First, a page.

For many years I have struggled with disordered eating. After a full year in therapy, I have finally begun to realize that it's not just the food that is the problem. There is something deeper. Recently I have begun to take a medication for AD(H)D to potentially help with impulsivity, as mentioned in the post above. I finally feel like I can begin to have a moment before the binge begins to think to myself, How will this serve me? That brief instant is allowing me to intervene with the binge, and finally begin to chip away at what REALLY lies at the bottom of the eating disorder.

    This blog is wonderful! I first saw a mention of AD(H)D and binge eating/disordered eating on this blog, and it spurred me to further research the topic which has led me to finally begin moving forward after many stagnant months. So happy to have found this blog!!!

    ReplyDelete
    Replies
    1. Comments like yours--knowing that a post can make such a different in even one person's life--inspires me to continue to write. Thanks, Christina, for the feedback and so glad it's helping!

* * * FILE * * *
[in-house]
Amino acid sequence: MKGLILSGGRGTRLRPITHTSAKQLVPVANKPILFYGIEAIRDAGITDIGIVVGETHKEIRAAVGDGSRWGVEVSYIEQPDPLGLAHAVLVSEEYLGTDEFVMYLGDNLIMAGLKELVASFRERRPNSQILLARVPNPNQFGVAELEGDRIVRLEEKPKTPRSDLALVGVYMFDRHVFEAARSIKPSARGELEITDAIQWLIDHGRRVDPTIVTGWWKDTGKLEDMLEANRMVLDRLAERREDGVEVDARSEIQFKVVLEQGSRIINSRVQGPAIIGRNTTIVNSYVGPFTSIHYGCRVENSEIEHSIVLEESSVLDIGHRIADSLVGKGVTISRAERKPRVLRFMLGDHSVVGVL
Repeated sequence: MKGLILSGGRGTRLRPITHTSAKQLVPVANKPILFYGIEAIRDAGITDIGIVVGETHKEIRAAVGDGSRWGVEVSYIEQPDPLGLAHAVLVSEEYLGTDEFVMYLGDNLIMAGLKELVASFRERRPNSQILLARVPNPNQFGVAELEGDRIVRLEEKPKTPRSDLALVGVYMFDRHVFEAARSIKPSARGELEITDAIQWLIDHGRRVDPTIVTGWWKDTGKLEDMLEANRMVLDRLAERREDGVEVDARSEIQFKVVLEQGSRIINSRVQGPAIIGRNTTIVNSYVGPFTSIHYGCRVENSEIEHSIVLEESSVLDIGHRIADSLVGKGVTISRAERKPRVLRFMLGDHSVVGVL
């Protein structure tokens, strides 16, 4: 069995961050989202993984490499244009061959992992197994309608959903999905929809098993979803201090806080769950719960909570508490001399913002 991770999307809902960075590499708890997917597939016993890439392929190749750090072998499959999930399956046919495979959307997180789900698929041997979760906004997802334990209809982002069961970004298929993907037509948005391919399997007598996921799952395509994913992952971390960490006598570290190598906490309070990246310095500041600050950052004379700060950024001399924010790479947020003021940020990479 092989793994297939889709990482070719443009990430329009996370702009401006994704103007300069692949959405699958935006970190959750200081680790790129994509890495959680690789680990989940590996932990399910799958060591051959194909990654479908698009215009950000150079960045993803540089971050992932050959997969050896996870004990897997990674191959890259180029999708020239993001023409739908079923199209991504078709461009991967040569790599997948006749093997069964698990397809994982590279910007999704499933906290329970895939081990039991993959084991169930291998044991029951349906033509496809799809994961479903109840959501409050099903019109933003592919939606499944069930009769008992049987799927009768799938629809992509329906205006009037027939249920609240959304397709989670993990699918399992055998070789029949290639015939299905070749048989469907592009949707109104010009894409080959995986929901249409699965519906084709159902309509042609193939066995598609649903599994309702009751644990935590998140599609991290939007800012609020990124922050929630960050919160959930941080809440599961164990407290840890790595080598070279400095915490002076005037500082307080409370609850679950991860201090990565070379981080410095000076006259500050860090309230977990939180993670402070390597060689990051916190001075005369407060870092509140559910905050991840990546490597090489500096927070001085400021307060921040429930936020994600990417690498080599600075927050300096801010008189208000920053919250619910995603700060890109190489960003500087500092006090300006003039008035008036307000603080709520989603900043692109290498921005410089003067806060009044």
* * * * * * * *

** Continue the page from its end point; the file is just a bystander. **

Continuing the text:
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  4. Being unrecognized.... that's what a diagnosis of EDNOS feels like.

    ReplyDelete
    Replies
    1. FYI, other formerly labeled EDNOS conditions will similarly be eligible for a name change. For instance, ammenorhea is being eliminated as a necessary condition for the diagnosis of anorexia, so more NOS will be anorexia. And another new label--ARFID--avoidant restrictive food intake disorder will also minimize the NOS!

      That said, even if you don't quite fit a diagnosis your pain shouldn't be minimized! Be sure to seek out a treatment team for support!

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  5. Is there any truth to the health benefits and weight loss benefits of cambogia garcinia? I saw it on dr. Oz and then read about it in a magazine. I worry about these types of 'supplements' but it sounds more healthy bc it lowers cholesterol, etc.

    ReplyDelete